It’s hard to imagine sitting in this lovely park in the middle of Taipei that in 1947 a massacre took place started by an event here that would change the history of Taiwan.
The 2-28 Peace Park was originally established during Japanese occupation and was first called Taihoku Park. It became the 228 Peace Park as a memorial to angry protesters who took over the state radio station which lead to subsequent killings of many Taiwanese citizens. Many were some of the most elite of society at the time. Estimates range up to 30,000 victims. It was dedicated the 2-28 Peace Park in 1996. 2-28 was when the event started, February 28th, 1947. I get the feeling no one who visits here doesn’t think about this everytime they sit on a bench or under a tree. Everytime!
I met a couple of men here one day who were visiting from Kaoshiung in the south. “Do you know what that memorial is for?” One of them asked me. “Yes I do, it was very tragic, actually horrible” I said. “Did you know that one of the men who designed this monument tried to murder Chiang Kai Shek’s son in New York?”. I’d never heard this before.
Chiang Kai Shek the long time ruler of Taiwan was succeeded by his son Chiang Ching-Kuo as premier of The Republic of China in 1972. The murder attempt took place in New York in 1970. Later I confirmed what the man told me with one of the volunteers at the 2-28 Peace Park Museum. In fact the designer was serving his prison sentence at the time the monument was in it’s planning stage.
When you visit you must see the 228 Peace Park Museum. It will anger you. The whole event started with a women selling cigarettes illegally. A police officer struck her. An angry group of citizens saw this and started chasing him. He shot at the crowd and killed one of them. Eventually protesters took over the radio station that was once in the building that now houses the museum. Clothing from some of the many who were killed now sits in glass cases. Visible bullet holes and the stories of their lives. People remember this when they come here. But it’s not a solemn place. See a more detailed accounting of the events of the 2-28 incident below.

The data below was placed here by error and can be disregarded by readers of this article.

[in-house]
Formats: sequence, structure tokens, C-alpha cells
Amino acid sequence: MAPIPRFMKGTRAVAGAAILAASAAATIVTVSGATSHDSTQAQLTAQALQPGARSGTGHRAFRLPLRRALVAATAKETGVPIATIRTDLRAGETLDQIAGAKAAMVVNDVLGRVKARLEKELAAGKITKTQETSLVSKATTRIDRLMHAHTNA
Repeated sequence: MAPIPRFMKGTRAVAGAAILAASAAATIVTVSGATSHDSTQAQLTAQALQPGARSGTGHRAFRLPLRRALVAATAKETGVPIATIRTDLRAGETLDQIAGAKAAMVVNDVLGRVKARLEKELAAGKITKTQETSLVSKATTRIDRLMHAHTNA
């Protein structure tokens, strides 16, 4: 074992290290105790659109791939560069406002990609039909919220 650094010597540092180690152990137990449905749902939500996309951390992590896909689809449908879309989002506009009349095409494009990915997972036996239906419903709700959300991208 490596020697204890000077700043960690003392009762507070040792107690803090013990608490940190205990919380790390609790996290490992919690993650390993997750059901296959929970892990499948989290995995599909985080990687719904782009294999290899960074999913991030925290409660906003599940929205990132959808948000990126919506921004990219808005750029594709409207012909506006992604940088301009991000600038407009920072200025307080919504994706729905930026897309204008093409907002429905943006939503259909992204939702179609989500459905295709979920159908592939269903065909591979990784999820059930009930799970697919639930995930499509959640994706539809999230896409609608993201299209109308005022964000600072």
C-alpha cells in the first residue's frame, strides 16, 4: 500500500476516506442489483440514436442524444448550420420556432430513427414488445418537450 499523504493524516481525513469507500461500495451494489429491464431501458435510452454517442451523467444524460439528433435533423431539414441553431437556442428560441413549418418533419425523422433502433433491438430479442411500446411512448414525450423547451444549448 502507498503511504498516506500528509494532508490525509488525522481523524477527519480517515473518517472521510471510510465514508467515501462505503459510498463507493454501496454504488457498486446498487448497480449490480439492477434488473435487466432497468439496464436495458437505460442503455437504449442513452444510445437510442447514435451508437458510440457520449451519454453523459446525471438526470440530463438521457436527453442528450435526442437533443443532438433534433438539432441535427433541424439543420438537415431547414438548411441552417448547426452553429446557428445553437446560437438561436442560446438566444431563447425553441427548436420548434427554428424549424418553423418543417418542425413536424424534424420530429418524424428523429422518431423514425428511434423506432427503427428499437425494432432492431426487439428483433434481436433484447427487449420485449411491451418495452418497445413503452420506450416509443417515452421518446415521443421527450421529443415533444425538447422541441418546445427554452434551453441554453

I continued my conversation with the two men. One of them telling me about his years spent in the Phillipines and Borneo. They asked me if I’m married. I’m not. Then they tell me single men over 30 in Taiwan are called diamonds. Ha! Laughs and more stories.
A Beautiful Setting
We say goodbye and I continued a walk around the park. Like I said, it’s not a solemn place. Maybe the best description is respectful. People sit on benches, read, talk. There’s tai chi groups exercising here in the morning. The one afternoon I was there a couple of guys were playing some blues on guitar and harmonica with some backing tracks. It’s nice. Beautiful trees and palms everywhere to escape the sun and heat. But you never forget what happened here.
Here’s a link to wikipedia that gives a more detailed accounting of the events of 2-28.
You can reach 2-28 Peace Memorial Park from the NTU MRT station.
I am a broadcaster, photographer, writer and videographer with a passion for travel throughout Asia. I love making connections and engaging with people. I am spiritual and seek adventure wherever I go.
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